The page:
In 2008, the Georgia legislature enacted the “Business Security and Employee Privacy Act,” O.C.G.A. § 16-11-135, which generally prohibits an employer from restricting an employee from bringing a licensed firearm onto the employer’s parking lot. In addition to protecting employees’ right to bring firearms onto business property under certain circumstances, the law immunizes businesses from criminal or civil liability arising from “the transportation, storage, possession, or use” of such firearms. O.C.G.A. § 16-11-135 (e). Although there are numerous exceptions under the Act, liability associated with employee firearm injuries is far more circumscribed than it was previously. For instance, in a recent decision, Lucas v. Beckman Coulter, Inc., the Georgia Court of Appeals affirmed the dismissal of claims against an employer whose employee shot someone else while making a delivery.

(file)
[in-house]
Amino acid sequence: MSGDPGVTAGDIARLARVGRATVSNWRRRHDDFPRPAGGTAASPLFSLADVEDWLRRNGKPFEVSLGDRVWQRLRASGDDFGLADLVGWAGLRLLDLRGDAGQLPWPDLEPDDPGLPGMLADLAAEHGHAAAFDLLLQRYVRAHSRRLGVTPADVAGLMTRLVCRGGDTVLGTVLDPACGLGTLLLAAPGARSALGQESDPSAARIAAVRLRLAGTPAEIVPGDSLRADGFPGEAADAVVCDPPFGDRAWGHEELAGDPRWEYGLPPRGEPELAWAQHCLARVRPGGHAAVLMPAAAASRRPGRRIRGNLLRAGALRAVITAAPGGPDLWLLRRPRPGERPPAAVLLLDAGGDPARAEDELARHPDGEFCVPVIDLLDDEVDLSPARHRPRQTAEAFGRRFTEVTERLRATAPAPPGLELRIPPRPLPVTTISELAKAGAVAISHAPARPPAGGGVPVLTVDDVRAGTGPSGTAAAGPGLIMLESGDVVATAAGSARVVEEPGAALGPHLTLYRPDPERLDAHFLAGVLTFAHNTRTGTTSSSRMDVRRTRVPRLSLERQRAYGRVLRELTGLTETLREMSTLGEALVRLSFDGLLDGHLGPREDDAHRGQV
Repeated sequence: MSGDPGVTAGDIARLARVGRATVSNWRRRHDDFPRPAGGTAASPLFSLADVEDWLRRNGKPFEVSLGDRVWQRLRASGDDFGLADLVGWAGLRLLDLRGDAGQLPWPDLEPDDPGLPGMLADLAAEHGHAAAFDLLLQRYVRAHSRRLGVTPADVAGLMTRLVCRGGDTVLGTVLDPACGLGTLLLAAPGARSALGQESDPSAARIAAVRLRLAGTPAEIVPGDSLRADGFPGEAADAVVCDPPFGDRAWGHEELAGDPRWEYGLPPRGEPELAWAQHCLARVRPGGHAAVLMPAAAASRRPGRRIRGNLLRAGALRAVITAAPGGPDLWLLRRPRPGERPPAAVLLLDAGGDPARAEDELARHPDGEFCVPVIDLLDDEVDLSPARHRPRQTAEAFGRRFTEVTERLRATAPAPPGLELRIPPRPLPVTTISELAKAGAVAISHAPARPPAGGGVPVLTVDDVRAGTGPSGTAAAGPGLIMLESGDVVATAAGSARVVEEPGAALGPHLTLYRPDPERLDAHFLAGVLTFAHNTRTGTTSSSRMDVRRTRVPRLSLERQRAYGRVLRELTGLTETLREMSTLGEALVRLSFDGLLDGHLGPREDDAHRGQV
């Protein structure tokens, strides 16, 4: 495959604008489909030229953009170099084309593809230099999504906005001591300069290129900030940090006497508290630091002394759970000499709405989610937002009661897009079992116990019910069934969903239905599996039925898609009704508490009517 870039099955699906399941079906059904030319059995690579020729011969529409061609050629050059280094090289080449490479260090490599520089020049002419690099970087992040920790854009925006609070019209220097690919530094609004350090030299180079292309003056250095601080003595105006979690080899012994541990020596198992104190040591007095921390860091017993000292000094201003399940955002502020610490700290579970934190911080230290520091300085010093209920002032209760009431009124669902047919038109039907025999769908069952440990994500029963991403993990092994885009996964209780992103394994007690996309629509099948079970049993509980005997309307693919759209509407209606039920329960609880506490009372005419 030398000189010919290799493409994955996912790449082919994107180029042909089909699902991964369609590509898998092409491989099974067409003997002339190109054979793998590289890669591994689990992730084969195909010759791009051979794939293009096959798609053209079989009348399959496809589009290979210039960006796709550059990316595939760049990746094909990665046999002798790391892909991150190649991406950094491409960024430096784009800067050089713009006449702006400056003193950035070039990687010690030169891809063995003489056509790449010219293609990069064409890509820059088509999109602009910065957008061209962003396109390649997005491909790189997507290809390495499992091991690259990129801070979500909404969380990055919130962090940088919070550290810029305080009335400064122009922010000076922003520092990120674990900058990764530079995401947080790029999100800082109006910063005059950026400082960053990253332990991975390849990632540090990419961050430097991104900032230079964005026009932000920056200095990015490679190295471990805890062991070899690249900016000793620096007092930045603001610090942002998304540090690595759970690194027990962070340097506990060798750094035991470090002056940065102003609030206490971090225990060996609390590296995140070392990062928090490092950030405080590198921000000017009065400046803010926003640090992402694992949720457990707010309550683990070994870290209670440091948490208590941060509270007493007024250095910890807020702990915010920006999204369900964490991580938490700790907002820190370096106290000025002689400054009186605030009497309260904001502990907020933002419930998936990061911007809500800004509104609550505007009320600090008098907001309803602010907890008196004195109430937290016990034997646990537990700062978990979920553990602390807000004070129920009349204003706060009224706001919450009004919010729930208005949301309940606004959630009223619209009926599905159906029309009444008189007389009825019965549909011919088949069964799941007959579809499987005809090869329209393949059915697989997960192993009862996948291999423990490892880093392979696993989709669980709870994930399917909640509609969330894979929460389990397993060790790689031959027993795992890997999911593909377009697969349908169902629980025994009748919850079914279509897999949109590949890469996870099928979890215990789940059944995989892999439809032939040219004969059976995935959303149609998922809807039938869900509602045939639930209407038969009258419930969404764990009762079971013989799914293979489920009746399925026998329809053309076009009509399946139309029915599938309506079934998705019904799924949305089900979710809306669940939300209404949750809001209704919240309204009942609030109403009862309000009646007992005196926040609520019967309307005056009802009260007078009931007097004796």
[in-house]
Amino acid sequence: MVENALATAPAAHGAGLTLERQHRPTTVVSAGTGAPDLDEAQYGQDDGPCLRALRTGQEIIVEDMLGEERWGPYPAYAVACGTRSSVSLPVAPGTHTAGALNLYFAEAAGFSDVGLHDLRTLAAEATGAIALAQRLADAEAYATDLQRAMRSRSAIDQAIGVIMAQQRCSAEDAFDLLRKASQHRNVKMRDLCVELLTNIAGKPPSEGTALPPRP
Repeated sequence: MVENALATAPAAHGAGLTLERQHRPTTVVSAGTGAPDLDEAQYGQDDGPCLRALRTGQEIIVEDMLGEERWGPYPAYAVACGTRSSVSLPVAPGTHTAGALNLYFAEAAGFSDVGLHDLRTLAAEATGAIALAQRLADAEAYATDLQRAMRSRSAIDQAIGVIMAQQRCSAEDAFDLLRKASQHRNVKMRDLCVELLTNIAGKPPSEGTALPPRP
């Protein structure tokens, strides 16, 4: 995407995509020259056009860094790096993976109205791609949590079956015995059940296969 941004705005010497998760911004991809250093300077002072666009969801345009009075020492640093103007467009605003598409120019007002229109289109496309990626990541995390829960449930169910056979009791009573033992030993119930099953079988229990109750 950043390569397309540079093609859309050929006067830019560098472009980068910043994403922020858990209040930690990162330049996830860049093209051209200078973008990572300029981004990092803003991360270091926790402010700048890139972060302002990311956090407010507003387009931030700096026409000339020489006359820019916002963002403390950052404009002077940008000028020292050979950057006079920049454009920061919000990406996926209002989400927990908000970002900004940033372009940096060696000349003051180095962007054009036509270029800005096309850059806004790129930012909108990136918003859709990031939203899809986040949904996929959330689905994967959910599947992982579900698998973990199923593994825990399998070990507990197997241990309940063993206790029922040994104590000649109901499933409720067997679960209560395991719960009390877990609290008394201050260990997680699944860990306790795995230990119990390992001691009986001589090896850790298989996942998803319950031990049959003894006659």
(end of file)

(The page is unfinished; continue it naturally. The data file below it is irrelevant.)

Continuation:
The shooting at issue in Lucas occurred on July 10, 2013. On that day, a field-service engineer employed by Beckman Coulter, Inc. (“BCI”), a biomedical testing equipment company, arrived at Albany Area Primary Healthcare (“AAPH”), where the engineer was scheduled to perform maintenance work on BCI equipment located at the facility. Upon his arrival at the facility, which was around 10:00 a.m., the field-service agent observed that the equipment on which he was supposed to perform maintenance was in use and returned to the parking lot to wait. When he returned to the parking lot, the field-service agent saw an AAPH lab technician with whom he was familiar taking a break. The two chatted for a few minutes, and while they were returning inside AAPH, the lab technician mentioned that there had been a spate of car burglaries in the parking lot. This news concerned the field-service engineer, for although it violated BCI policy, he often carried his personal firearm in the company vehicle while making service stops and was worried that it might be stolen. Accordingly, upon hearing this information, the field-service engineer returned to the BCI vehicle to retrieve his gun. Shortly after entering the building, the field-service engineer attempted to clear his weapon, but as he was doing so, the gun discharged, which resulted in a bullet striking the field-service engineer in the hand and the lab technician in the abdomen.